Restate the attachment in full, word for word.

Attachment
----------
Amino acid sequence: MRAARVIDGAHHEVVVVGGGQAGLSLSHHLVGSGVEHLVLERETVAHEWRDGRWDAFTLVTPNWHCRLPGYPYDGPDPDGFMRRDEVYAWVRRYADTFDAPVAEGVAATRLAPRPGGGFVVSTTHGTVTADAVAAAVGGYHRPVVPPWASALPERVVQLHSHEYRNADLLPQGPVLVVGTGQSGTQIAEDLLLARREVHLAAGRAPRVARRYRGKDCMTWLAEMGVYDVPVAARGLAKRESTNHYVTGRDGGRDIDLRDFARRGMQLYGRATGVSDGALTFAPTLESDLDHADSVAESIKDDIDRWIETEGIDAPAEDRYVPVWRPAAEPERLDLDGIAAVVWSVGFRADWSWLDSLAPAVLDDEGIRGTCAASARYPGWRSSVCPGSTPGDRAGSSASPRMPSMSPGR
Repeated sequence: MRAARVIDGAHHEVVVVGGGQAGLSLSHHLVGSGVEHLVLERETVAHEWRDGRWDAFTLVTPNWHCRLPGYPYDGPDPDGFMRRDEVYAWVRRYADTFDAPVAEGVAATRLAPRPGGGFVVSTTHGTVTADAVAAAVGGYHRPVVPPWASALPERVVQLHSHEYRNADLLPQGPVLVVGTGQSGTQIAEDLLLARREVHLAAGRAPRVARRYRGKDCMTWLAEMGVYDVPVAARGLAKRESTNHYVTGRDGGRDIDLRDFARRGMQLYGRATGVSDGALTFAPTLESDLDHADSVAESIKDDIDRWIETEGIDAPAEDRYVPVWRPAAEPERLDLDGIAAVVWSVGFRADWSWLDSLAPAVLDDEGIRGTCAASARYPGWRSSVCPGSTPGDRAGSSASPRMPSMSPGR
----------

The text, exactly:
Amino acid sequence: MRAARVIDGAHHEVVVVGGGQAGLSLSHHLVGSGVEHLVLERETVAHEWRDGRWDAFTLVTPNWHCRLPGYPYDGPDPDGFMRRDEVYAWVRRYADTFDAPVAEGVAATRLAPRPGGGFVVSTTHGTVTADAVAAAVGGYHRPVVPPWASALPERVVQLHSHEYRNADLLPQGPVLVVGTGQSGTQIAEDLLLARREVHLAAGRAPRVARRYRGKDCMTWLAEMGVYDVPVAARGLAKRESTNHYVTGRDGGRDIDLRDFARRGMQLYGRATGVSDGALTFAPTLESDLDHADSVAESIKDDIDRWIETEGIDAPAEDRYVPVWRPAAEPERLDLDGIAAVVWSVGFRADWSWLDSLAPAVLDDEGIRGTCAASARYPGWRSSVCPGSTPGDRAGSSASPRMPSMSPGR
Repeated sequence: MRAARVIDGAHHEVVVVGGGQAGLSLSHHLVGSGVEHLVLERETVAHEWRDGRWDAFTLVTPNWHCRLPGYPYDGPDPDGFMRRDEVYAWVRRYADTFDAPVAEGVAATRLAPRPGGGFVVSTTHGTVTADAVAAAVGGYHRPVVPPWASALPERVVQLHSHEYRNADLLPQGPVLVVGTGQSGTQIAEDLLLARREVHLAAGRAPRVARRYRGKDCMTWLAEMGVYDVPVAARGLAKRESTNHYVTGRDGGRDIDLRDFARRGMQLYGRATGVSDGALTFAPTLESDLDHADSVAESIKDDIDRWIETEGIDAPAEDRYVPVWRPAAEPERLDLDGIAAVVWSVGFRADWSWLDSLAPAVLDDEGIRGTCAASARYPGWRSSVCPGSTPGDRAGSSASPRMPSMSPGR